Why do we need to work with the body?
Written by listed counsellor/psychotherapist: Justyna Isobel Matejek BA(Hons) Counselling, MBACP, Dance/Body Therapist
25th October, 20170 Comments
"Most of us consist of two separated parts, trying desperately to bring themselves together into an integrated soma, where the distinctions between mind and the body, feelings and intellect, would be obliterated” (Kirschenbaum and Henderson 1990, p. 370).
We are coming to a time in the world when the body is more recognisable as an important part of the therapy. More frequently now we reach for alternative therapies, holistically looking at the condition we are in. We go to massages or take yoga classes, where we learn to gently release tension build-ups caused by everyday rush and stresses.
But it is only a drop in the ocean. The little awareness we have of our body and the fixed thoughts about the way we need to look, move, feel and experience is prominent. We have been taught, and socially constructed, to be a part of this existing, collective reality. We gradually disassociate from the authentic being.
Social oppression, body shame and trauma form our protective armour which takes us increasingly further away from what we really strive to be and what is our nature. As Carl Rogers mentioned, we are desperately trying to become complete. A complete soma. How can we do that when we only work with the mind?
What is in mind? We carry in our minds what we have learnt through our lives, the system we have lived in and the system that programmed us in order to be able to exist in collective reality: society, community rules, obeying common laws, parental orders. The mind is a calculator, it analyses, counts and processes information. It’s like a computer.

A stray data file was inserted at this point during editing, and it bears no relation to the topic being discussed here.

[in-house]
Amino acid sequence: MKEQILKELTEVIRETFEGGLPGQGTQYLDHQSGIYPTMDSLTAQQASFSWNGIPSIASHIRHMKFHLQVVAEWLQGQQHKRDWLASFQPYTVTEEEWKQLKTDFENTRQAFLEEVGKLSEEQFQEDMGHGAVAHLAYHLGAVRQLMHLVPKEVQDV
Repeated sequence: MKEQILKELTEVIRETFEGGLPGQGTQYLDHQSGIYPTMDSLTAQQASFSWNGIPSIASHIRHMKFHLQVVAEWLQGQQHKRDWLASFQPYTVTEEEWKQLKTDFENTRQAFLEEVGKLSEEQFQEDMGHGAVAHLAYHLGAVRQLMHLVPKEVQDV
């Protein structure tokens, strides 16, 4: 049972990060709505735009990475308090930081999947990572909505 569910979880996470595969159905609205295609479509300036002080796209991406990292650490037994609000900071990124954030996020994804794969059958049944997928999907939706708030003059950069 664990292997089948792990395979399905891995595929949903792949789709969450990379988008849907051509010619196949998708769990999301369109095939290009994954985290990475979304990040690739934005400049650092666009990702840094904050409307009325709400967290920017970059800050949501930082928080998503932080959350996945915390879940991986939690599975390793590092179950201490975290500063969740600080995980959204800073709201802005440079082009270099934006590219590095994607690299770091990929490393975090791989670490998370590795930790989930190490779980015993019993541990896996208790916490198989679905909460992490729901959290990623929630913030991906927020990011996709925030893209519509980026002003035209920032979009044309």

Jung once said, “What you resist persists and grow in size”. The mind will resist but the body will persist. If we cannot connect with both we then will create a block of energies that are trapped in our body. This energy will gradually destroy us. It will affect our organic systems and then eventually get to our brain causing brain dysfunction.
The body is the container of everything that we experience, and the body is the shape of these experiences. It is an embodiment of our internal and external being. Through working with the body, by use of breathing and grounding exercises, we begin to listen to our internal self. The simple process of listening to one’s own breath can be the beginning of a significant change in self-understanding. Through listening we learn and only then can we make a difference.
About the author
Justyna Isobel Matejek BA(Hons) MBACP, Counsellor and Body-Mind Therapist. Working with mind and body for over 10 years. Specialised in depression and anxiety, psychosomatic conditions and trauma.
Facebook: BMC ? bodymind counselling: www.facebook.com/embodimentbodymindcounselling
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